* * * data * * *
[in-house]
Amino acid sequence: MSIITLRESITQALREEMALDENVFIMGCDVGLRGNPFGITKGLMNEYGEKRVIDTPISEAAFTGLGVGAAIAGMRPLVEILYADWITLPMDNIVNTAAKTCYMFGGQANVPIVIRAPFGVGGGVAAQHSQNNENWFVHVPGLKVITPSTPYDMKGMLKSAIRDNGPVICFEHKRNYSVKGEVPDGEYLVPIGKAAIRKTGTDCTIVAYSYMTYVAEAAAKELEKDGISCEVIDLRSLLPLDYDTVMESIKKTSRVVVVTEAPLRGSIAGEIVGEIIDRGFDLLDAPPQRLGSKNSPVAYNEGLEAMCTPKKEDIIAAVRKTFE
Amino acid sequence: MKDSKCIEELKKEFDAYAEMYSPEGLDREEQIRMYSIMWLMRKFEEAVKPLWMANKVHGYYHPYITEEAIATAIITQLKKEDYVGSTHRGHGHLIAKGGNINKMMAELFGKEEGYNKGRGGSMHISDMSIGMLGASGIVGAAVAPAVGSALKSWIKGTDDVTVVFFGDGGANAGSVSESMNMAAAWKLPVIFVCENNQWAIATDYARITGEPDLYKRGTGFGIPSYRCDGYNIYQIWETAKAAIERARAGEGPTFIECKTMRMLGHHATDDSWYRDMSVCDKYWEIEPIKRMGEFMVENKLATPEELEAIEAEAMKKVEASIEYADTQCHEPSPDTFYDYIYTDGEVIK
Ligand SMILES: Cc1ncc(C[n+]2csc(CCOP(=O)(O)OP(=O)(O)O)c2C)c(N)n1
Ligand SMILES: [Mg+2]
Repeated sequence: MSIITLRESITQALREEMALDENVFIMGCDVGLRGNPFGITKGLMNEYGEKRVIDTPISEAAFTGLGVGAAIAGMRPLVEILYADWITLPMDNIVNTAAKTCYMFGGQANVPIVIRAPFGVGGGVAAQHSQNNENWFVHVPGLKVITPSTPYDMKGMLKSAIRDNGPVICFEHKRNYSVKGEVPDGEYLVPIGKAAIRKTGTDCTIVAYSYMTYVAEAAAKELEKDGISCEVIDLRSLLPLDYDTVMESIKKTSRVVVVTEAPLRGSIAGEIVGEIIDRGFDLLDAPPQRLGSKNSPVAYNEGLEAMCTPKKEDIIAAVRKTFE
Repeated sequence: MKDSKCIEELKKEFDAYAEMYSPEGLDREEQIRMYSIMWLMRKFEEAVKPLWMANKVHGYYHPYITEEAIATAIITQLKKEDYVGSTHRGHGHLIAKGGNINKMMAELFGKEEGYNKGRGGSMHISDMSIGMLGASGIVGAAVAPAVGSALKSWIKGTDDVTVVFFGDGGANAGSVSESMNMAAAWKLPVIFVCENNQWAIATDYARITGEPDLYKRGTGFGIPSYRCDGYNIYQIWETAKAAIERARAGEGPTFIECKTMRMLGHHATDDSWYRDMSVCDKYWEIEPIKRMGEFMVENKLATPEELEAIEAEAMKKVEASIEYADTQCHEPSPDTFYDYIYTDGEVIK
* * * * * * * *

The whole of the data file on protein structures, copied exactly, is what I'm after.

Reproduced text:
[in-house]
Amino acid sequence: MSIITLRESITQALREEMALDENVFIMGCDVGLRGNPFGITKGLMNEYGEKRVIDTPISEAAFTGLGVGAAIAGMRPLVEILYADWITLPMDNIVNTAAKTCYMFGGQANVPIVIRAPFGVGGGVAAQHSQNNENWFVHVPGLKVITPSTPYDMKGMLKSAIRDNGPVICFEHKRNYSVKGEVPDGEYLVPIGKAAIRKTGTDCTIVAYSYMTYVAEAAAKELEKDGISCEVIDLRSLLPLDYDTVMESIKKTSRVVVVTEAPLRGSIAGEIVGEIIDRGFDLLDAPPQRLGSKNSPVAYNEGLEAMCTPKKEDIIAAVRKTFE
Amino acid sequence: MKDSKCIEELKKEFDAYAEMYSPEGLDREEQIRMYSIMWLMRKFEEAVKPLWMANKVHGYYHPYITEEAIATAIITQLKKEDYVGSTHRGHGHLIAKGGNINKMMAELFGKEEGYNKGRGGSMHISDMSIGMLGASGIVGAAVAPAVGSALKSWIKGTDDVTVVFFGDGGANAGSVSESMNMAAAWKLPVIFVCENNQWAIATDYARITGEPDLYKRGTGFGIPSYRCDGYNIYQIWETAKAAIERARAGEGPTFIECKTMRMLGHHATDDSWYRDMSVCDKYWEIEPIKRMGEFMVENKLATPEELEAIEAEAMKKVEASIEYADTQCHEPSPDTFYDYIYTDGEVIK
Ligand SMILES: Cc1ncc(C[n+]2csc(CCOP(=O)(O)OP(=O)(O)O)c2C)c(N)n1
Ligand SMILES: [Mg+2]
Repeated sequence: MSIITLRESITQALREEMALDENVFIMGCDVGLRGNPFGITKGLMNEYGEKRVIDTPISEAAFTGLGVGAAIAGMRPLVEILYADWITLPMDNIVNTAAKTCYMFGGQANVPIVIRAPFGVGGGVAAQHSQNNENWFVHVPGLKVITPSTPYDMKGMLKSAIRDNGPVICFEHKRNYSVKGEVPDGEYLVPIGKAAIRKTGTDCTIVAYSYMTYVAEAAAKELEKDGISCEVIDLRSLLPLDYDTVMESIKKTSRVVVVTEAPLRGSIAGEIVGEIIDRGFDLLDAPPQRLGSKNSPVAYNEGLEAMCTPKKEDIIAAVRKTFE
Repeated sequence: MKDSKCIEELKKEFDAYAEMYSPEGLDREEQIRMYSIMWLMRKFEEAVKPLWMANKVHGYYHPYITEEAIATAIITQLKKEDYVGSTHRGHGHLIAKGGNINKMMAELFGKEEGYNKGRGGSMHISDMSIGMLGASGIVGAAVAPAVGSALKSWIKGTDDVTVVFFGDGGANAGSVSESMNMAAAWKLPVIFVCENNQWAIATDYARITGEPDLYKRGTGFGIPSYRCDGYNIYQIWETAKAAIERARAGEGPTFIECKTMRMLGHHATDDSWYRDMSVCDKYWEIEPIKRMGEFMVENKLATPEELEAIEAEAMKKVEASIEYADTQCHEPSPDTFYDYIYTDGEVIK